L.A. Mayor Eric Garcetti Floats Idea of Earthquake Czar
The Works

L.A. Mayor Eric Garcetti Floats Idea of Earthquake Czar

The movement on preparedness comes just two days after some remarks that left some wondering how serious he was about the issue.

Eric Garcetti

In New York City, resiliency means guarding against, and making sure the city can withstand the impact of, flooding and storm surges like those brought on by Hurricane Sandy. In Los Angeles, it means earthquakes.

As the Los Angeles Times reports, newly elected Mayor Eric Garcetti has made some strong statements about earthquake preparedness, shortly after an investigation by the paper found more than 1,000 buildings at risk of collapse during a quake. (And those are just the concrete ones.)

Garcetti said his administration, not even four months old, has been working “at a pretty fast pace” on the issue. “I have a very strong sense of urgency about this,” he said during a visit to South L.A. on Thursday.

The mayor flagged San Francisco as an example of a city that’s been proactive on the issue. Even there, however, it was only this year that the city passed a law requiring retrofits of wooden buildings, 25 years after the Loma Prieta quake brought down freeways, damaged bridges and caused so-called “soft-story collapse” of buildings with large open ground levels.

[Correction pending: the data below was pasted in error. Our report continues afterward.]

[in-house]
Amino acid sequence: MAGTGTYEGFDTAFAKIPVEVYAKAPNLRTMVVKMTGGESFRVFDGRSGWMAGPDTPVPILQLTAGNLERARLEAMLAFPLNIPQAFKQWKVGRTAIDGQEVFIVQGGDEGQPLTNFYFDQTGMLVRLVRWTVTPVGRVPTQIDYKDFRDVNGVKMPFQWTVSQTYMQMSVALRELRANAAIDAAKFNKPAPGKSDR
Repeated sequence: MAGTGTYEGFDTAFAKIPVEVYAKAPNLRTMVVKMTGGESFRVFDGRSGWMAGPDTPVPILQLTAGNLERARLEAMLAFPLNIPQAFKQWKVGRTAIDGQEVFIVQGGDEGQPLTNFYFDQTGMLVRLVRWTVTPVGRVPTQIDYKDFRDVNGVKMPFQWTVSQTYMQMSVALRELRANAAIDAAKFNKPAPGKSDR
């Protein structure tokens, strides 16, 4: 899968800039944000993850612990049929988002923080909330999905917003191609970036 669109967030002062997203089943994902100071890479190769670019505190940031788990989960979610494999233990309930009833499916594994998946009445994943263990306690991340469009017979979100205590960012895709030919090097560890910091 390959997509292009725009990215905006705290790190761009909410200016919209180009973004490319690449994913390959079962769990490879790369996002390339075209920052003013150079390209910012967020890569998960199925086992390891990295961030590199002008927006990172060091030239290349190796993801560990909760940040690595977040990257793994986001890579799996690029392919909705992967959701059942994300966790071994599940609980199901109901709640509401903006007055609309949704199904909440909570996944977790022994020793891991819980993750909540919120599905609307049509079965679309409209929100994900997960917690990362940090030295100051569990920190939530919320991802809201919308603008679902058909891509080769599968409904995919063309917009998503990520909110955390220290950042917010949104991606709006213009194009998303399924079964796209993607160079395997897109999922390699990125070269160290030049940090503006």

In an effort to beat San Francisco’s 25-year delay after its earthquake — Los Angeles had its big moment in 1994, during the Northridge quake centered in the San Fernando Valley — Garcetti is considering naming a “chief resilience officer,” modeled after both New York City and San Francisco.

“Now, it won’t be easy,” he said. “But if we attack this as a community issue, rather than an economic one, I truly believe, just as they did in San Francisco and other places, that we can figure out a way to help building owners make their buildings safer.”

His words came two days after offering more cautious statements to the Times, in reaction to some more proactive arguments by City Council members.

“I think it has to be done really carefully,” he said then, “because people can sue us” for property value losses if regulations are too strict. “Even if we spend $10 billion reinforcing these, there’s going to be an earthquake that could take them down.” As of Thursday, it sounds like Garcetti has changed his tune.

The Works is made possible with the support of the Surdna Foundation.

Stephen J. Smith is a reporter based in New York. He has written about transportation, infrastructure and real estate for a variety of publications including New York Yimby, where he is currently an editor, Next City, City Lab and the New York Observer.

Tags: infrastructureresilient citieslos angelesthe workspublic safetydisaster planninghurricane sandyeric garcetti

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